If only there was someone who was going to announce a curriculum just like this next week (if you want to get updates, you might want to click here).
If only there was someone who was going to let everyone know that this curriculum would be called An Illustrated Earth: Celebrating God’s Creation.
If only the curriculum was going to come with giant coloring posters.
When I was CE director at a church in CO we had members who would never usually volunteer to work with the kids do a talk on their hobbies jobs or passions. I would be there to lead the kids and help with behavior, but had people bring in the tools of their favorite thing and talk to the kids about it. I always had a coloring page or craft handy if it turned out to be too short, but it almost never did. I worked with the speaker the preceding Sunday after worship to let them know just to come and talk about why they do- describe what the activity is, how to do it, when they started doing it and why, and why they continue to be passionate about it. I asked if they had tools/supplies they could share w the kids and if not (or even if they did) did they have pictures of themselves doing the thing. With that much prep (and of course much asking in the spring to line up speakers who wouldn’t usually think of volunteering to work w kids) we had a great program and the teachers got the summer off. Everyone loved it.
This is a brilliant idea! I’ve been thinking a lot lately about “vocation” and parents and parenting as a vocational calling. I feel privileged to consider my occupation and (one) vocation to be the same. Vocation, in my thinking, is distinguished from hobbyist by self-identity. Hobbies are something you do – and often in your spare time, whereas I believe that vocation has more to do with who you are and who you are becoming. Being Disciples of the Christ’s Way, if not a vocation by that description, would land more in the hobby category, which can sometimes appear in “cafeteria style faith consumers”. However, I think that a lot of people use their gifts and skills to practice being a disciple. It’s a good and common path. And I think that, if asked to present their tools for their hobbies, many people might discover that their hobby itself can be a tool for carving themselves into being; being which then informs the doing which would radiate outward, rather than the reverse. If their presentations are framed in discipleship (implicitly or explicitly), this kind of sharing could become “messengering” and modeling for children (or anyone) in ways that no amount of didactic bible teaching ever could!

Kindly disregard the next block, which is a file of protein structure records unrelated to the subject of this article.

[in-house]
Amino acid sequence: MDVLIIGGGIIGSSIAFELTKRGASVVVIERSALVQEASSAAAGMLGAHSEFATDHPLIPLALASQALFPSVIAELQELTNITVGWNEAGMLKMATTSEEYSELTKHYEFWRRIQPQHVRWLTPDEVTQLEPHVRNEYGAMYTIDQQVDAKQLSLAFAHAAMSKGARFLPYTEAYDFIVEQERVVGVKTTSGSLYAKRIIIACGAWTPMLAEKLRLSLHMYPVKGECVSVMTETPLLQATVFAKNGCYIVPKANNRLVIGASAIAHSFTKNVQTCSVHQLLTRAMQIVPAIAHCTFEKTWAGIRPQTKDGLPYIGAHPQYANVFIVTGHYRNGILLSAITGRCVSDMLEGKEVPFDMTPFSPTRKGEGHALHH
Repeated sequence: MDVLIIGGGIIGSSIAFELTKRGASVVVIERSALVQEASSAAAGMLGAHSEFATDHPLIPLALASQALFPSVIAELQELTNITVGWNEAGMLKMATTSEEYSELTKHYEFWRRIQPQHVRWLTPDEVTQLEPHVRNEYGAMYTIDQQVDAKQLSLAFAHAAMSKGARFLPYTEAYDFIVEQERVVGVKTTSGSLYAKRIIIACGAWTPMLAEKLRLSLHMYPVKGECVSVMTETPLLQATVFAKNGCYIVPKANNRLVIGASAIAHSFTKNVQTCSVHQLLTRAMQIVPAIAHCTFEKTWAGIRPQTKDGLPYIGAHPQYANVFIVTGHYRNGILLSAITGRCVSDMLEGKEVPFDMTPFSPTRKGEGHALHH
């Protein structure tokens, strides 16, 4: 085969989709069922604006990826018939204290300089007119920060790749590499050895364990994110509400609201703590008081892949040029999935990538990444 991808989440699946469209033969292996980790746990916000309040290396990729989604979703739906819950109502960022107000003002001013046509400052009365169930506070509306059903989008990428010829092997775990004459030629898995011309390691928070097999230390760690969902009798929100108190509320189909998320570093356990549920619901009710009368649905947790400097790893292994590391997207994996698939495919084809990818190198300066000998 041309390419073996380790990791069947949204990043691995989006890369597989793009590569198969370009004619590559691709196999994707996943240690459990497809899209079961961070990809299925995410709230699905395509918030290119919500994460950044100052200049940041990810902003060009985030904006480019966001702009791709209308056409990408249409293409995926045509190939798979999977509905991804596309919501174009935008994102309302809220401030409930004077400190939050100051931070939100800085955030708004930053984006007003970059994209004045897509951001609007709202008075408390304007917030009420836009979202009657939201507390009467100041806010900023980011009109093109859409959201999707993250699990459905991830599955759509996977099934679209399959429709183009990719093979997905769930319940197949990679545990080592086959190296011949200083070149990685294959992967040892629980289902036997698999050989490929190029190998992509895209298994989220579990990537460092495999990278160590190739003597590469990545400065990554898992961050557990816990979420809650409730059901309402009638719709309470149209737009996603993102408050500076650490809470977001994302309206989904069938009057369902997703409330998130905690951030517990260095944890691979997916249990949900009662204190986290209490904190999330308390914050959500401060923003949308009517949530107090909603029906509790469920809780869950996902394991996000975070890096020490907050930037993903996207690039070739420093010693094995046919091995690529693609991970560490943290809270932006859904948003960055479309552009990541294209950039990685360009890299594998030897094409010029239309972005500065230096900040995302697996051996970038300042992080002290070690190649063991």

I am the Director of Children’s Min at my church. My solution is not for everyone because it does require preparation. Though our church has double services, during the summer, we only offer one service with a children’s program. We order a 5 day VBS kit and decorate our kids area in that theme. Our normal VBS is a Sports Camp so the themes never conflict. Since we only have one hour with the kids each VBS “day” is divided in 1/2 and spread out over two Sundays which covers 10 Sundays. This program is a large group only focus so all the kiddos are together from K-5th grade. We offer games, a lesson, crafts, treats etc. The kids love it. Our numbers do fluctuate but it’s still fun. Our teachers get their break and my helpers are volunteers.